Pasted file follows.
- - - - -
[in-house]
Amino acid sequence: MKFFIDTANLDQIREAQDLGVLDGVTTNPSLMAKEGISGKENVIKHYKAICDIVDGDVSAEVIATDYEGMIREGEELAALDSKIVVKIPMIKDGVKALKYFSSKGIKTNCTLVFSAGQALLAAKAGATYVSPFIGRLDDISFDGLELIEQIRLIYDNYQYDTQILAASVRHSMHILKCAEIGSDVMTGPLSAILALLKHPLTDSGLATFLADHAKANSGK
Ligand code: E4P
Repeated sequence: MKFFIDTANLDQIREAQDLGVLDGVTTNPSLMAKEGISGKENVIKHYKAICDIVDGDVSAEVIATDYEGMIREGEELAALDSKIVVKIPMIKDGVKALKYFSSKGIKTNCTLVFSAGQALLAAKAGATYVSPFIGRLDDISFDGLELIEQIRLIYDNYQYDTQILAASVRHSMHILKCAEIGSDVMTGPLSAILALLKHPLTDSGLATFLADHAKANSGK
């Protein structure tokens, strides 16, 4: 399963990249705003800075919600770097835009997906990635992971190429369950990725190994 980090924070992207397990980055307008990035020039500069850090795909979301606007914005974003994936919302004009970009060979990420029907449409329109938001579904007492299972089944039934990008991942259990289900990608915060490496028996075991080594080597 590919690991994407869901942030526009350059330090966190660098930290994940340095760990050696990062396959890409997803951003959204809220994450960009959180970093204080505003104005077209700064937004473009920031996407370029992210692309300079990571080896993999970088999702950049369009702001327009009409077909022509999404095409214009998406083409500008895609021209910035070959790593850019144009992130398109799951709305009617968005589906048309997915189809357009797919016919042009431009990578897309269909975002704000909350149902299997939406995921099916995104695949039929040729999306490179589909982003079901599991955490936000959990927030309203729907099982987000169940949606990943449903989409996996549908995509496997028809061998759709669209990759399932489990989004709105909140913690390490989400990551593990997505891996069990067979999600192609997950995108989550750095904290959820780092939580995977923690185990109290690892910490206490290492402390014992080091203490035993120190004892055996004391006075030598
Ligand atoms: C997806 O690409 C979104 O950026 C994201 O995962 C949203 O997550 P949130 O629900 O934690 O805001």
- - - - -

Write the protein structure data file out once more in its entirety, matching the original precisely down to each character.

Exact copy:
[in-house]
Amino acid sequence: MKFFIDTANLDQIREAQDLGVLDGVTTNPSLMAKEGISGKENVIKHYKAICDIVDGDVSAEVIATDYEGMIREGEELAALDSKIVVKIPMIKDGVKALKYFSSKGIKTNCTLVFSAGQALLAAKAGATYVSPFIGRLDDISFDGLELIEQIRLIYDNYQYDTQILAASVRHSMHILKCAEIGSDVMTGPLSAILALLKHPLTDSGLATFLADHAKANSGK
Ligand code: E4P
Repeated sequence: MKFFIDTANLDQIREAQDLGVLDGVTTNPSLMAKEGISGKENVIKHYKAICDIVDGDVSAEVIATDYEGMIREGEELAALDSKIVVKIPMIKDGVKALKYFSSKGIKTNCTLVFSAGQALLAAKAGATYVSPFIGRLDDISFDGLELIEQIRLIYDNYQYDTQILAASVRHSMHILKCAEIGSDVMTGPLSAILALLKHPLTDSGLATFLADHAKANSGK
């Protein structure tokens, strides 16, 4: 399963990249705003800075919600770097835009997906990635992971190429369950990725190994 980090924070992207397990980055307008990035020039500069850090795909979301606007914005974003994936919302004009970009060979990420029907449409329109938001579904007492299972089944039934990008991942259990289900990608915060490496028996075991080594080597 590919690991994407869901942030526009350059330090966190660098930290994940340095760990050696990062396959890409997803951003959204809220994450960009959180970093204080505003104005077209700064937004473009920031996407370029992210692309300079990571080896993999970088999702950049369009702001327009009409077909022509999404095409214009998406083409500008895609021209910035070959790593850019144009992130398109799951709305009617968005589906048309997915189809357009797919016919042009431009990578897309269909975002704000909350149902299997939406995921099916995104695949039929040729999306490179589909982003079901599991955490936000959990927030309203729907099982987000169940949606990943449903989409996996549908995509496997028809061998759709669209990759399932489990989004709105909140913690390490989400990551593990997505891996069990067979999600192609997950995108989550750095904290959820780092939580995977923690185990109290690892910490206490290492402390014992080091203490035993120190004892055996004391006075030598
Ligand atoms: C997806 O690409 C979104 O950026 C994201 O995962 C949203 O997550 P949130 O629900 O934690 O805001």